six months ago, but spent 1.5 years laying the electric cable in the sea, so everything goes
not as fast. Our vision is to develop sustainable solutions to meet the requirement of freedom of movement themselves, says Reitan-Jensen.

He is concerned with community, not the few and rich:

– We mean everyone’s freedom to move, not just the few, says Reitan-Jensen.

So the key to drones is no longer cool drones that can do amazing things. They already exist. The need is more to integrate different companies from different sectors that can provide services with more common standards.

Police Chief Roxana Kennedy from Chula Vista in California told earlier in the day about how the police there developed drones as a first response based on emergency calls. Today, the station flies around 500 missions a month, to get an overview of places before police arrive.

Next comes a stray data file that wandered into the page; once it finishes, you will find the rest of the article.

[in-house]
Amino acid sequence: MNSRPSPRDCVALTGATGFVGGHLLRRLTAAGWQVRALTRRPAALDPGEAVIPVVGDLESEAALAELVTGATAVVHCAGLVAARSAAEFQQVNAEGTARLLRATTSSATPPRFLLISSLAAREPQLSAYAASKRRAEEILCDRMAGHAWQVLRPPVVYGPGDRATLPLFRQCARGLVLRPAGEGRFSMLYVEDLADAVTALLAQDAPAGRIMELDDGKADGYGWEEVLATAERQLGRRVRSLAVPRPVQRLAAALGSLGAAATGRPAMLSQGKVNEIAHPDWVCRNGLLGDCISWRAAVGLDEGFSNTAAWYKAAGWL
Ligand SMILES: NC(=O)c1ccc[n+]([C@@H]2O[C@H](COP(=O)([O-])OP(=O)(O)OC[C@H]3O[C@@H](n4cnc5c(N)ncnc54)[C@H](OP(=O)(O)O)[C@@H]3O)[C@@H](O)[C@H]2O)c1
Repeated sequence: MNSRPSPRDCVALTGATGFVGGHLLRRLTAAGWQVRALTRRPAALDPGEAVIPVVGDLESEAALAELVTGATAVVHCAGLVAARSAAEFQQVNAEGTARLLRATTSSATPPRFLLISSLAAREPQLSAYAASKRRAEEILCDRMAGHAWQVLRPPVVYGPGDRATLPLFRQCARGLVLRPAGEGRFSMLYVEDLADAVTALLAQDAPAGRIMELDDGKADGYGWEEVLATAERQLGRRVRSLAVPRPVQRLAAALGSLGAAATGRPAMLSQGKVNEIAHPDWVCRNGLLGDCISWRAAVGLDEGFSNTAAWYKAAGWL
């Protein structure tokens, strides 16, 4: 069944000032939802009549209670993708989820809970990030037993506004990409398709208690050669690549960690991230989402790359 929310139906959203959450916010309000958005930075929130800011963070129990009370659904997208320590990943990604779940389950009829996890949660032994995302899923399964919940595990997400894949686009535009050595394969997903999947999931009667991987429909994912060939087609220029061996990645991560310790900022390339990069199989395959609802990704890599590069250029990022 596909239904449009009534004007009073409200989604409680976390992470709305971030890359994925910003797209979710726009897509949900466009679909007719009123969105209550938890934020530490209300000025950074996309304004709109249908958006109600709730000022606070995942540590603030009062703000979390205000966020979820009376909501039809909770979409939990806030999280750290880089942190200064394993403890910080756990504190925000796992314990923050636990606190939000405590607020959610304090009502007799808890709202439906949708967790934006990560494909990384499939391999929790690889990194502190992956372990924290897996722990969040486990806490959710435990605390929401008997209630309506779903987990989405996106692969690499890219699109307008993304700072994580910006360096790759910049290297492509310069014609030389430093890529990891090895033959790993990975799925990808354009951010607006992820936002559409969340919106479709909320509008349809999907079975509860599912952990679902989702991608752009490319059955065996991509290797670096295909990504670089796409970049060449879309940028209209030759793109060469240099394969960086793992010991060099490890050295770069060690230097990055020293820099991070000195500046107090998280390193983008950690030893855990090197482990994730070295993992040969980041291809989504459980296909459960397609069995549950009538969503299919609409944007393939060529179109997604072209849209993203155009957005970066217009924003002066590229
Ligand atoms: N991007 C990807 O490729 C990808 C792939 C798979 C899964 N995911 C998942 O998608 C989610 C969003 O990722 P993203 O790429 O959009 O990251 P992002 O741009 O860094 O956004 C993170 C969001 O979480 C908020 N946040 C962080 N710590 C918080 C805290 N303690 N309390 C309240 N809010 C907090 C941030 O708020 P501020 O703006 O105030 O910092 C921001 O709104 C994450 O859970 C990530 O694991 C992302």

– At first we used the police to handle the drones, but it became too boring for them. We have today
collaboration with a private company, and it was important to find the right company, said Roxane Kennedy. Today, the police fly the drones, while civilians handle and maintain the systems.

«Bad things»

– The structure around the drone industry and common solutions are important, Madan Oberoi added.

Interpol leader Madan Oberoi (left) and police chief Roxana Kennedy of Chula Vista, California (far right) during the summary aboard Ruter’s electric ferry. PHOTO: Trygve Indrelid, UAS Norway